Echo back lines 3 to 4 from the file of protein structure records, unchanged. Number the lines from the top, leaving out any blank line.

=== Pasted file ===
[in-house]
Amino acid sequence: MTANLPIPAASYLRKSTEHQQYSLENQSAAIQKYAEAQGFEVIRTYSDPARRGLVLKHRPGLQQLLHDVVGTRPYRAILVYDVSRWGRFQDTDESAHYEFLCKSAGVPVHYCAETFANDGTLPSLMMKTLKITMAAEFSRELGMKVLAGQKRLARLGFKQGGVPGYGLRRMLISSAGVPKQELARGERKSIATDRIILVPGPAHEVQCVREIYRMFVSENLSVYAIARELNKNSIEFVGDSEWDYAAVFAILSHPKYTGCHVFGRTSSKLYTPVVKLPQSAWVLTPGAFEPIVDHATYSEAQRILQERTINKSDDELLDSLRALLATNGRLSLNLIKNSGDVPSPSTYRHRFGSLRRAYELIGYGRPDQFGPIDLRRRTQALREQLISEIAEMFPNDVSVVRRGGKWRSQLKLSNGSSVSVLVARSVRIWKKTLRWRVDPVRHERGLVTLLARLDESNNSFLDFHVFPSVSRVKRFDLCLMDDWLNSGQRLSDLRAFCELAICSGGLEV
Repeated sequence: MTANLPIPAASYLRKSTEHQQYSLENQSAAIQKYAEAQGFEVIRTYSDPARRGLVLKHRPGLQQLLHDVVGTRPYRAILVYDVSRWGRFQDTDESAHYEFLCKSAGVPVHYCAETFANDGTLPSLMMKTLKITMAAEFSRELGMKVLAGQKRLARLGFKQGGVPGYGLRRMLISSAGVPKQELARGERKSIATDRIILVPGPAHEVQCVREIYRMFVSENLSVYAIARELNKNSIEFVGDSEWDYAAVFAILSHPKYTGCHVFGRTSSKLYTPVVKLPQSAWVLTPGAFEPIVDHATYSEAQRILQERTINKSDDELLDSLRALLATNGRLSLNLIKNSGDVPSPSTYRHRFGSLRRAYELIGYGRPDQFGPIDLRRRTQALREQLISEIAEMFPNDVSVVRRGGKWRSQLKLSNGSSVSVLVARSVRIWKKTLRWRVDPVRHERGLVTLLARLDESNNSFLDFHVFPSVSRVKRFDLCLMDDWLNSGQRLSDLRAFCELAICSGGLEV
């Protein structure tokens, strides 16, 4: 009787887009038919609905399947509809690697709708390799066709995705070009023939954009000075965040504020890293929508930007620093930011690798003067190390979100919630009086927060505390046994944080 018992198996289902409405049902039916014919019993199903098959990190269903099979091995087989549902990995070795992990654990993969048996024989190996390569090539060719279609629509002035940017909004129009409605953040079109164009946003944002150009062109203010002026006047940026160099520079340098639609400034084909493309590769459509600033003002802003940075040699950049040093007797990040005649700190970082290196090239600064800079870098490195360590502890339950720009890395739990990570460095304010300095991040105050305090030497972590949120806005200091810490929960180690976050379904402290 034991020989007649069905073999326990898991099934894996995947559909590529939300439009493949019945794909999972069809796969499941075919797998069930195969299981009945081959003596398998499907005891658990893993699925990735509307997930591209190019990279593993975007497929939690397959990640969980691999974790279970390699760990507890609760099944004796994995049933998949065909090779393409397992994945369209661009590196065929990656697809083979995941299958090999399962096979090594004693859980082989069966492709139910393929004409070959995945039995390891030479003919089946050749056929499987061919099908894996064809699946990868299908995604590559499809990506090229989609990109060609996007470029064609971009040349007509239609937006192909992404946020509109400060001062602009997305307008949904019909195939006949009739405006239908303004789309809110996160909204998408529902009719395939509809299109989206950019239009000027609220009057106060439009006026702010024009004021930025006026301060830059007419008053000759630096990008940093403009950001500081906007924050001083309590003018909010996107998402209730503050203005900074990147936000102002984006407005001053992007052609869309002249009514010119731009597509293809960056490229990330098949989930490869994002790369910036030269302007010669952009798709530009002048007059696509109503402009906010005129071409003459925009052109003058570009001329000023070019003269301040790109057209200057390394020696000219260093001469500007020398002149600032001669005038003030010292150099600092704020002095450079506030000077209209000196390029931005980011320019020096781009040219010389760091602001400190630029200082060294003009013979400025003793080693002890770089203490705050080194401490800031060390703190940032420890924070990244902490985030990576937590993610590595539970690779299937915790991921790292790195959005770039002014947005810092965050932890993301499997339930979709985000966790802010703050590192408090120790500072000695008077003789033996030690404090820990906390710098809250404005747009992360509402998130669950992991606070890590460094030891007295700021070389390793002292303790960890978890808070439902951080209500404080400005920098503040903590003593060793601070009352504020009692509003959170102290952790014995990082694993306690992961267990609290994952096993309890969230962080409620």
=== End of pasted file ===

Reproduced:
Repeated sequence: MTANLPIPAASYLRKSTEHQQYSLENQSAAIQKYAEAQGFEVIRTYSDPARRGLVLKHRPGLQQLLHDVVGTRPYRAILVYDVSRWGRFQDTDESAHYEFLCKSAGVPVHYCAETFANDGTLPSLMMKTLKITMAAEFSRELGMKVLAGQKRLARLGFKQGGVPGYGLRRMLISSAGVPKQELARGERKSIATDRIILVPGPAHEVQCVREIYRMFVSENLSVYAIARELNKNSIEFVGDSEWDYAAVFAILSHPKYTGCHVFGRTSSKLYTPVVKLPQSAWVLTPGAFEPIVDHATYSEAQRILQERTINKSDDELLDSLRALLATNGRLSLNLIKNSGDVPSPSTYRHRFGSLRRAYELIGYGRPDQFGPIDLRRRTQALREQLISEIAEMFPNDVSVVRRGGKWRSQLKLSNGSSVSVLVARSVRIWKKTLRWRVDPVRHERGLVTLLARLDESNNSFLDFHVFPSVSRVKRFDLCLMDDWLNSGQRLSDLRAFCELAICSGGLEV
């Protein structure tokens, strides 16, 4: 009787887009038919609905399947509809690697709708390799066709995705070009023939954009000075965040504020890293929508930007620093930011690798003067190390979100919630009086927060505390046994944080 018992198996289902409405049902039916014919019993199903098959990190269903099979091995087989549902990995070795992990654990993969048996024989190996390569090539060719279609629509002035940017909004129009409605953040079109164009946003944002150009062109203010002026006047940026160099520079340098639609400034084909493309590769459509600033003002802003940075040699950049040093007797990040005649700190970082290196090239600064800079870098490195360590502890339950720009890395739990990570460095304010300095991040105050305090030497972590949120806005200091810490929960180690976050379904402290 034991020989007649069905073999326990898991099934894996995947559909590529939300439009493949019945794909999972069809796969499941075919797998069930195969299981009945081959003596398998499907005891658990893993699925990735509307997930591209190019990279593993975007497929939690397959990640969980691999974790279970390699760990507890609760099944004796994995049933998949065909090779393409397992994945369209661009590196065929990656697809083979995941299958090999399962096979090594004693859980082989069966492709139910393929004409070959995945039995390891030479003919089946050749056929499987061919099908894996064809699946990868299908995604590559499809990506090229989609990109060609996007470029064609971009040349007509239609937006192909992404946020509109400060001062602009997305307008949904019909195939006949009739405006239908303004789309809110996160909204998408529902009719395939509809299109989206950019239009000027609220009057106060439009006026702010024009004021930025006026301060830059007419008053000759630096990008940093403009950001500081906007924050001083309590003018909010996107998402209730503050203005900074990147936000102002984006407005001053992007052609869309002249009514010119731009597509293809960056490229990330098949989930490869994002790369910036030269302007010669952009798709530009002048007059696509109503402009906010005129071409003459925009052109003058570009001329000023070019003269301040790109057209200057390394020696000219260093001469500007020398002149600032001669005038003030010292150099600092704020002095450079506030000077209209000196390029931005980011320019020096781009040219010389760091602001400190630029200082060294003009013979400025003793080693002890770089203490705050080194401490800031060390703190940032420890924070990244902490985030990576937590993610590595539970690779299937915790991921790292790195959005770039002014947005810092965050932890993301499997339930979709985000966790802010703050590192408090120790500072000695008077003789033996030690404090820990906390710098809250404005747009992360509402998130669950992991606070890590460094030891007295700021070389390793002292303790960890978890808070439902951080209500404080400005920098503040903590003593060793601070009352504020009692509003959170102290952790014995990082694993306690992961267990609290994952096993309890969230962080409620």